UA, uric acid; BMI, body mass index; FPG, fasting plasma glucose; PBG, postprandial plasma glucose; TC, total cholesterol; TG, triglycerides, HDL-c, high-density lipoprotein-cholesterol; LDL, low-density lipoprotein-cholesterol; BUN, blood urea nitrogen; Scr, serum creatinine; SBP, systolic blood pressure; DBP, diastolic blood pressure.

ap: first tertile vs. second tertile, bp: first tertile vs. third teritile, cp: second tertile vs. third tertile.

Represented that the difference was significant.

The correlations between serum UA levels and each islet function index by gender were exhibited in Table 5. In men, serum UA was positively associated with HOMA-β (r = 0.32, p < 0.01), AUCins30/glu30 (r = 0.33, p < 0.01), AUCins120/glu120 (r = 0.35, p < 0.01), DI30 (r = 0.22, p < 0.01), and DI120 (r = 0.26, p < 0.01), and was negatively related to ISI-composite (r = −0.24, p < 0.01). Also, serum UA was not significantly associated with HOMA-IR. In women, serum UA had positive associations with HOMA-IR (r = 0.22, p < 0.01), HOMA-β (r = 0.28, p < 0.01), AUCins30/glu30 (r = 0.32, p < 0.01), AUCins120/glu120 (r = 0.33, p < 0.01), DI30 (r = 0.19, p = 0.02), and DI120 (r = 0.22, p < 0.01) and a negative correlation with ISI-composite (r = −0.31, p < 0.01).

Table 5:
Correlations between serum uric acid and islet function indexes by gender.
Islet function indexes Male (n = 252) Female (n = 151)
r p-Value r p-Value
HOMA-IR 0.09 0.14 0.22 <0.01*
ISI-composite −0.24 <0.01* −0.31 <0.01*
HOMA-β 0.32 <0.01* 0.28 <0.01*
AUCins30/glu30 0.33 <0.01* 0.32 <0.01*
AUCins120/glu120 0.35 <0.01* 0.33 <0.01*
DI30 0.22 <0.01* 0.19 0.02*
DI120 0.26 <0.01* 0.22 <0.01*
DOI: 10.7717/peerj.4515/table-5

Note:

Represented that the p-value was significant.

To identify confounding factors affecting islet function, multiple linear regression analysis was performed on the above-mentioned indexes. Independent variables such as UA, age, BMI, SBP, DBP, TC, TG, HDL-c, LDL-c BUN, Scr, family history, smoking, and alcohol consumption were enrolled. In males, the regression equation of HOMA-IR was not statistically significant. The remaining regression equations exhibited significance and the results were shown in Table 6. BMI (β = −0.26, p < 0.01), while negatively associated with ISI-composite and Scr (β = 0.134, p = 0.03), solely produced a positive effect on HOMA-β. Moreover, value of AUCins30/glu30 was positively influenced by UA (β = 0.241, p < 0.01), BMI (β = 0.188, p < 0.01), DBP (β = 0.129, p < 0.01), and age (β = 0.128, p < 0.01). Similarly, AUCins120/glu120 was jointly affected by the four factors mentioned above (β = 0.334, 0.169, 0.174, 0.122, respectively) and was negatively affected by TG (β = −0.151, p < 0.01). Additionally, UA, SBP, and Scr were positive influencing factors for both DI30 (β = 0.216, 0.123, 0.158, respectively) and DI120 (β = 0.272, 0.139, 0.149, respectively), while serum TC was a negative influencing factor for both of the indexes (β = −0.185 and β = −0.181, respectively). As shown in Table 7, no variable entered into the equation of HOMA-β and DI30 in women. Notably, serum UA concentration independently affected AUCins30/glu30 (β = 0.263, p < 0.01), AUCins120/glu120 (β = 0.296, p < 0.01), and DI120 (β = 0.191, p = 0.03), while BMI independently affected HOMA-IR (β = 0.308, p < 0.01) and ISI-composite (β = −0.422, p < 0.01).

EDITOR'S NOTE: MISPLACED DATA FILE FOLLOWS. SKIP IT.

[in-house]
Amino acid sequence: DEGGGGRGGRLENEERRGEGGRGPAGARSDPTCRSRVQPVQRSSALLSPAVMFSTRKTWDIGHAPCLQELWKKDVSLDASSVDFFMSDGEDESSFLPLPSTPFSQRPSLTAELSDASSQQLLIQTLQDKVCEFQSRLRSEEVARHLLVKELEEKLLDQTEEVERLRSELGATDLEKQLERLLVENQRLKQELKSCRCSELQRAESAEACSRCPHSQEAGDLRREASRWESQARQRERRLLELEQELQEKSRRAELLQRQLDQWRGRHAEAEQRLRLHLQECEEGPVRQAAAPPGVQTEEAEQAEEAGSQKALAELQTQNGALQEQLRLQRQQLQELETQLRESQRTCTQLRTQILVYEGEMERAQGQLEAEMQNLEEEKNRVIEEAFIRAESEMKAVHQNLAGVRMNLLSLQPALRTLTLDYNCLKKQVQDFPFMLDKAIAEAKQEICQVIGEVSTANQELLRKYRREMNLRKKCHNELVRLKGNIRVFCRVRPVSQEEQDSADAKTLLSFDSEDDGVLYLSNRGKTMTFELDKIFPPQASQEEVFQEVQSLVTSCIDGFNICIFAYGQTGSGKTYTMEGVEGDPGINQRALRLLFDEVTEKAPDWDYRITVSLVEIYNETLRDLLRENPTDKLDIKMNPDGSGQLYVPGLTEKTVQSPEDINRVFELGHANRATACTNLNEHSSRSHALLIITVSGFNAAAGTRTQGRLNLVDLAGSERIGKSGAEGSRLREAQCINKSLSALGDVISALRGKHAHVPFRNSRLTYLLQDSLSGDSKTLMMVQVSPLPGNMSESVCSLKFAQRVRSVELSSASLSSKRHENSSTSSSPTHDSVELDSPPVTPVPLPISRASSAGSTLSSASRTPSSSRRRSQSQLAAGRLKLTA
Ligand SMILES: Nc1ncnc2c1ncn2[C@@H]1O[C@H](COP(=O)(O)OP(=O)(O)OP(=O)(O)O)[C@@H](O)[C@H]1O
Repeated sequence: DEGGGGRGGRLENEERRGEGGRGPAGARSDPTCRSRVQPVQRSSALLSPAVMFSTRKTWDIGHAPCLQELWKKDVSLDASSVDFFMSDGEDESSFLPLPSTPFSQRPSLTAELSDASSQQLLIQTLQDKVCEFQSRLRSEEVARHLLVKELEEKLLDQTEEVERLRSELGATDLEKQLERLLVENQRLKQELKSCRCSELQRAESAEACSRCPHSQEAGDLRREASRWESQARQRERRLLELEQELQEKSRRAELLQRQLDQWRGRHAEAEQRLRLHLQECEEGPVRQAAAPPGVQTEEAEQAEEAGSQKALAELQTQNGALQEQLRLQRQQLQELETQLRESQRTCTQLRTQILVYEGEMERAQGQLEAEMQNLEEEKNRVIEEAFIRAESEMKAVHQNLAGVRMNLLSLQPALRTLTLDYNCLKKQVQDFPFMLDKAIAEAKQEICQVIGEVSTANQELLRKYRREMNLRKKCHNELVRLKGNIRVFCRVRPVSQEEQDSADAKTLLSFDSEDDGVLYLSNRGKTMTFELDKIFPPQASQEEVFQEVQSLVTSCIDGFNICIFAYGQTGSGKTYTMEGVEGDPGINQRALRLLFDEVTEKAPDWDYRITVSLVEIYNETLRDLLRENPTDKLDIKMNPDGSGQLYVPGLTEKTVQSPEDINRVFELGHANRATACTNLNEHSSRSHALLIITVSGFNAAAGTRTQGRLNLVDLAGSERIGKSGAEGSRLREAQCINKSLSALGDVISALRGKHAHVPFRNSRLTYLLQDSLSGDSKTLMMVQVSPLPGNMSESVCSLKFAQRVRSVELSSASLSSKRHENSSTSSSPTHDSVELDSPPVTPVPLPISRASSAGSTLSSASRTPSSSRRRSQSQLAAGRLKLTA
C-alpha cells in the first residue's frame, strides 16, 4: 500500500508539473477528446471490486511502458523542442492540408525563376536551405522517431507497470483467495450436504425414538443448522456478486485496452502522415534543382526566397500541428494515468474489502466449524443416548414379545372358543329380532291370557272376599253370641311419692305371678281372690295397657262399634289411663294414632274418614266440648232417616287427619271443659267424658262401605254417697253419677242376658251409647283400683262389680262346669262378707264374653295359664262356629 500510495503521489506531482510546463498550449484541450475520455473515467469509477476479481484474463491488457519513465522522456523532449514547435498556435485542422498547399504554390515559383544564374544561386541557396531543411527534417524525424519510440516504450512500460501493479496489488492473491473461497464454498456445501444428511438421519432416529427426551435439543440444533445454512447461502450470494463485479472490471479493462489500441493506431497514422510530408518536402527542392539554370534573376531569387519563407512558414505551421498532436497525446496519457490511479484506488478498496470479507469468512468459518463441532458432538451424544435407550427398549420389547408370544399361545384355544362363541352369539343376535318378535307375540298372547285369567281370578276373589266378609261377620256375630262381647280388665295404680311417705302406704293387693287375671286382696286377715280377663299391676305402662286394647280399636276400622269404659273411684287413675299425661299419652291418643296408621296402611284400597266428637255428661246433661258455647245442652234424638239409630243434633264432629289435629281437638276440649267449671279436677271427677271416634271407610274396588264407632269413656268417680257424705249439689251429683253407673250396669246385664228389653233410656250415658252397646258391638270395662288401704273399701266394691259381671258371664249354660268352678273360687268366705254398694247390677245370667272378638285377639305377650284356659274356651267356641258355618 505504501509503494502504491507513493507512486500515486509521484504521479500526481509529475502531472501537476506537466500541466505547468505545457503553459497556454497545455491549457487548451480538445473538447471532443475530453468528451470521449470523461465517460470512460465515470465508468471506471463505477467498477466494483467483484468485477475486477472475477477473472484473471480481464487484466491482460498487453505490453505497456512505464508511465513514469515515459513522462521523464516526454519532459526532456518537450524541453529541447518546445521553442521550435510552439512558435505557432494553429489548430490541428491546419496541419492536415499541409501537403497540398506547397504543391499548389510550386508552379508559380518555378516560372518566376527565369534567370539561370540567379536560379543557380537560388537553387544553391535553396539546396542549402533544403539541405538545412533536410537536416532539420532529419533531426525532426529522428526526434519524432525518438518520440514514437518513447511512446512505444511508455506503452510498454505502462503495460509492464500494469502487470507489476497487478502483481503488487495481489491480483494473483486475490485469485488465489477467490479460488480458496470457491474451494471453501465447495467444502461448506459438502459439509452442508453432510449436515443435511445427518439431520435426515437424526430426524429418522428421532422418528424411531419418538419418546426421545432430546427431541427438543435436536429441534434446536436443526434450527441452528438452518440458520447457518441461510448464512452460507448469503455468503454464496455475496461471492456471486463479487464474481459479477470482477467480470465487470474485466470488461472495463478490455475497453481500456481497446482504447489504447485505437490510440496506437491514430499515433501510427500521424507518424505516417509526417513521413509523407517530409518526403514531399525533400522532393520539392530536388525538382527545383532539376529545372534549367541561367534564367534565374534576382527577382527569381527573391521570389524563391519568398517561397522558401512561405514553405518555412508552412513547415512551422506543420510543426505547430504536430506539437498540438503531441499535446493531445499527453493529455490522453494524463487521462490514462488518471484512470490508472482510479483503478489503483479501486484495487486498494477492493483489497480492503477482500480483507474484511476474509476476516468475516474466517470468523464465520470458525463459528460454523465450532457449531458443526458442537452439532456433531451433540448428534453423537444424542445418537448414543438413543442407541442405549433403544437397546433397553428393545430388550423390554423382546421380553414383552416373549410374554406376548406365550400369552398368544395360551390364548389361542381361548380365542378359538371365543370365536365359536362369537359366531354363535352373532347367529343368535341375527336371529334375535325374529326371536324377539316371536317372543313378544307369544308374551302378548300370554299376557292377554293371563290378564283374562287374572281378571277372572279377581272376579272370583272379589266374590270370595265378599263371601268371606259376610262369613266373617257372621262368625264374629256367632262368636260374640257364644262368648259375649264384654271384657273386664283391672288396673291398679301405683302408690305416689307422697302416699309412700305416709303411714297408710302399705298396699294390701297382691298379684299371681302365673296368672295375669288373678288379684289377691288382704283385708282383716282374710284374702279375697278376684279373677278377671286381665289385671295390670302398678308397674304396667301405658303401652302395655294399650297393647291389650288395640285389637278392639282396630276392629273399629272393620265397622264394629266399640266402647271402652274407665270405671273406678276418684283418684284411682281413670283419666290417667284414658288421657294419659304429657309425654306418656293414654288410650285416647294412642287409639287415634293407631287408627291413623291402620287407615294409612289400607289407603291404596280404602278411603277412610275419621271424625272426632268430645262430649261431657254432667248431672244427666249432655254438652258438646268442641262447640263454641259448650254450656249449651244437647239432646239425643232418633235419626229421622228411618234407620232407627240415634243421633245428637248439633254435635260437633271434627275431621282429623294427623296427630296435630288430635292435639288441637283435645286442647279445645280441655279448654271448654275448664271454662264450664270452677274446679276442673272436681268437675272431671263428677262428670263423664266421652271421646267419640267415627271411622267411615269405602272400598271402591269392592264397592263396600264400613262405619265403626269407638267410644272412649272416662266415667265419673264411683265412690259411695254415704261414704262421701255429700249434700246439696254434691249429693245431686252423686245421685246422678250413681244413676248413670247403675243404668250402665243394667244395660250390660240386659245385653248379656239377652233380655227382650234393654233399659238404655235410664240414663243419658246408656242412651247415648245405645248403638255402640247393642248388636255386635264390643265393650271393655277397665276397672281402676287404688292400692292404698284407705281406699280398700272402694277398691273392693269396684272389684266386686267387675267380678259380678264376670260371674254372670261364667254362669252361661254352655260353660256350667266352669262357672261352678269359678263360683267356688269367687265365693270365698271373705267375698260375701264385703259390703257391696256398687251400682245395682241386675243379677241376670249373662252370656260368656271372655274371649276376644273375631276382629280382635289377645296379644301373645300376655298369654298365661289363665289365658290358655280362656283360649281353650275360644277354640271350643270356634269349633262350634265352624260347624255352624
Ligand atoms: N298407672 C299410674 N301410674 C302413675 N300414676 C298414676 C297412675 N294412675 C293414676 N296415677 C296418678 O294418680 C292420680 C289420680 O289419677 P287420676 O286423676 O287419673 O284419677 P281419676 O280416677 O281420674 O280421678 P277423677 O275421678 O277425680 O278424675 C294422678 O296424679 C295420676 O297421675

Table 6:
Multiple linear regression analysis on related variables for islet function indexes in men.
Islet function indexes Partial regression coefficient (B) Standard error (SE) Standard partial regression coefficient (β) p-Value
HOMA-IR No variable were entered into the equation
ISI-composite
 BMI −4.36 1.02 −0.26 <0.01
HOMA-β
 Scr 1.48 0.69 0.134 0.03
AUCins30/glu30
 UA 0.004 0.001 0.241 <0.01
 BMI 0.077 0.025 0.188 <0.01
 DBP 0.019 0.009 0.129 0.03
 Age 0.017 0.008 0.128 0.04
AUCins120/glu120
 UA 0.007 0.001 0.334 <0.01
 DBP 0.037 0.012 0.174 <0.01
 TG −0.117 0.045 −0.151 0.01